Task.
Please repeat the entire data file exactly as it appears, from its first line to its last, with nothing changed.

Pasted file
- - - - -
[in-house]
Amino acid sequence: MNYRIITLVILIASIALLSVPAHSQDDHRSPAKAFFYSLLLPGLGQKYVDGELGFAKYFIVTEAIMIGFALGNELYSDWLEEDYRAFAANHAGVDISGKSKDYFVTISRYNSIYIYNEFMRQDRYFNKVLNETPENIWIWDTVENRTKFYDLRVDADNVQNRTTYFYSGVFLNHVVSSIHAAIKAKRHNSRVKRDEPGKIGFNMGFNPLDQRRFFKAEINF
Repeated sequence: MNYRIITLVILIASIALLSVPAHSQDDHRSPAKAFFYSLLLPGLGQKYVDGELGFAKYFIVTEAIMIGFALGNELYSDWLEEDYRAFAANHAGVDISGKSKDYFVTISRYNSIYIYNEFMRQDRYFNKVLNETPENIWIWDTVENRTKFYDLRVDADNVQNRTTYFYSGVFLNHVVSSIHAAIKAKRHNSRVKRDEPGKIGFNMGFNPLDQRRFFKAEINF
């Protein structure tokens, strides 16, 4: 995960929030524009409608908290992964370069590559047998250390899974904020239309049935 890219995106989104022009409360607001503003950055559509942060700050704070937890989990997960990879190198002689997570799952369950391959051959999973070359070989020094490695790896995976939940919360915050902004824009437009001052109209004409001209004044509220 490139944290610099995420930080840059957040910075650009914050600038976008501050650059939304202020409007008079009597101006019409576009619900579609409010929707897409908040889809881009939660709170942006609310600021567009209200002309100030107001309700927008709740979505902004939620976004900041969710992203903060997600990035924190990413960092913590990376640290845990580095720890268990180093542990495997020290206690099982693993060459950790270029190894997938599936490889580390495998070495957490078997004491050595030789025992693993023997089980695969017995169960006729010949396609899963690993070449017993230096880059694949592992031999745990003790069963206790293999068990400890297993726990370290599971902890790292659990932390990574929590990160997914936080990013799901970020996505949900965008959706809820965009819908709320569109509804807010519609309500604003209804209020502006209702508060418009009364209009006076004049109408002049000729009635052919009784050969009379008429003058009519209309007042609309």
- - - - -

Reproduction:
[in-house]
Amino acid sequence: MNYRIITLVILIASIALLSVPAHSQDDHRSPAKAFFYSLLLPGLGQKYVDGELGFAKYFIVTEAIMIGFALGNELYSDWLEEDYRAFAANHAGVDISGKSKDYFVTISRYNSIYIYNEFMRQDRYFNKVLNETPENIWIWDTVENRTKFYDLRVDADNVQNRTTYFYSGVFLNHVVSSIHAAIKAKRHNSRVKRDEPGKIGFNMGFNPLDQRRFFKAEINF
Repeated sequence: MNYRIITLVILIASIALLSVPAHSQDDHRSPAKAFFYSLLLPGLGQKYVDGELGFAKYFIVTEAIMIGFALGNELYSDWLEEDYRAFAANHAGVDISGKSKDYFVTISRYNSIYIYNEFMRQDRYFNKVLNETPENIWIWDTVENRTKFYDLRVDADNVQNRTTYFYSGVFLNHVVSSIHAAIKAKRHNSRVKRDEPGKIGFNMGFNPLDQRRFFKAEINF
């Protein structure tokens, strides 16, 4: 995960929030524009409608908290992964370069590559047998250390899974904020239309049935 890219995106989104022009409360607001503003950055559509942060700050704070937890989990997960990879190198002689997570799952369950391959051959999973070359070989020094490695790896995976939940919360915050902004824009437009001052109209004409001209004044509220 490139944290610099995420930080840059957040910075650009914050600038976008501050650059939304202020409007008079009597101006019409576009619900579609409010929707897409908040889809881009939660709170942006609310600021567009209200002309100030107001309700927008709740979505902004939620976004900041969710992203903060997600990035924190990413960092913590990376640290845990580095720890268990180093542990495997020290206690099982693993060459950790270029190894997938599936490889580390495998070495957490078997004491050595030789025992693993023997089980695969017995169960006729010949396609899963690993070449017993230096880059694949592992031999745990003790069963206790293999068990400890297993726990370290599971902890790292659990932390990574929590990160997914936080990013799901970020996505949900965008959706809820965009819908709320569109509804807010519609309500604003209804209020502006209702508060418009009364209009006076004049109408002049000729009635052919009784050969009379008429003058009519209309007042609309």